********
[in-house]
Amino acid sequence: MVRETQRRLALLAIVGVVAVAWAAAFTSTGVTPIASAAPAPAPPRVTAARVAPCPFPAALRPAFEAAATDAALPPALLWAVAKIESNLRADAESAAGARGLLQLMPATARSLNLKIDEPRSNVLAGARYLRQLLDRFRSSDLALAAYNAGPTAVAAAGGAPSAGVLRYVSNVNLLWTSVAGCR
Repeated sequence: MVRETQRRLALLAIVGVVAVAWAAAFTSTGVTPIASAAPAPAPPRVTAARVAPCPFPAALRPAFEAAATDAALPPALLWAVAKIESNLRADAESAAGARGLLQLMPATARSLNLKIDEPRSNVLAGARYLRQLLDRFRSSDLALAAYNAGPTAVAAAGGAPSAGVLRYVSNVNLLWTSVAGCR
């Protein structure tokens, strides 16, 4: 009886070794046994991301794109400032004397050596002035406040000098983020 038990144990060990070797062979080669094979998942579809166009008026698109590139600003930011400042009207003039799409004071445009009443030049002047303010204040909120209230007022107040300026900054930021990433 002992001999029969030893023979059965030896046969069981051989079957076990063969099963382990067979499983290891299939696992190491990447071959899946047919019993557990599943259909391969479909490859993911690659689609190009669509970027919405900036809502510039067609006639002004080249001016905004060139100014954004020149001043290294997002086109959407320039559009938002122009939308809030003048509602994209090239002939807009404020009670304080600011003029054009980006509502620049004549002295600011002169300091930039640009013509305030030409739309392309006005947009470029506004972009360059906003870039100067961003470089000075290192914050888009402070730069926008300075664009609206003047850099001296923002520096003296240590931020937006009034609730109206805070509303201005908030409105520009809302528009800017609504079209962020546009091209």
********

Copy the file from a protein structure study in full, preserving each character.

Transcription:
[in-house]
Amino acid sequence: MVRETQRRLALLAIVGVVAVAWAAAFTSTGVTPIASAAPAPAPPRVTAARVAPCPFPAALRPAFEAAATDAALPPALLWAVAKIESNLRADAESAAGARGLLQLMPATARSLNLKIDEPRSNVLAGARYLRQLLDRFRSSDLALAAYNAGPTAVAAAGGAPSAGVLRYVSNVNLLWTSVAGCR
Repeated sequence: MVRETQRRLALLAIVGVVAVAWAAAFTSTGVTPIASAAPAPAPPRVTAARVAPCPFPAALRPAFEAAATDAALPPALLWAVAKIESNLRADAESAAGARGLLQLMPATARSLNLKIDEPRSNVLAGARYLRQLLDRFRSSDLALAAYNAGPTAVAAAGGAPSAGVLRYVSNVNLLWTSVAGCR
């Protein structure tokens, strides 16, 4: 009886070794046994991301794109400032004397050596002035406040000098983020 038990144990060990070797062979080669094979998942579809166009008026698109590139600003930011400042009207003039799409004071445009009443030049002047303010204040909120209230007022107040300026900054930021990433 002992001999029969030893023979059965030896046969069981051989079957076990063969099963382990067979499983290891299939696992190491990447071959899946047919019993557990599943259909391969479909490859993911690659689609190009669509970027919405900036809502510039067609006639002004080249001016905004060139100014954004020149001043290294997002086109959407320039559009938002122009939308809030003048509602994209090239002939807009404020009670304080600011003029054009980006509502620049004549002295600011002169300091930039640009013509305030030409739309392309006005947009470029506004972009360059906003870039100067961003470089000075290192914050888009402070730069926008300075664009609206003047850099001296923002520096003296240590931020937006009034609730109206805070509303201005908030409105520009809302528009800017609504079209962020546009091209």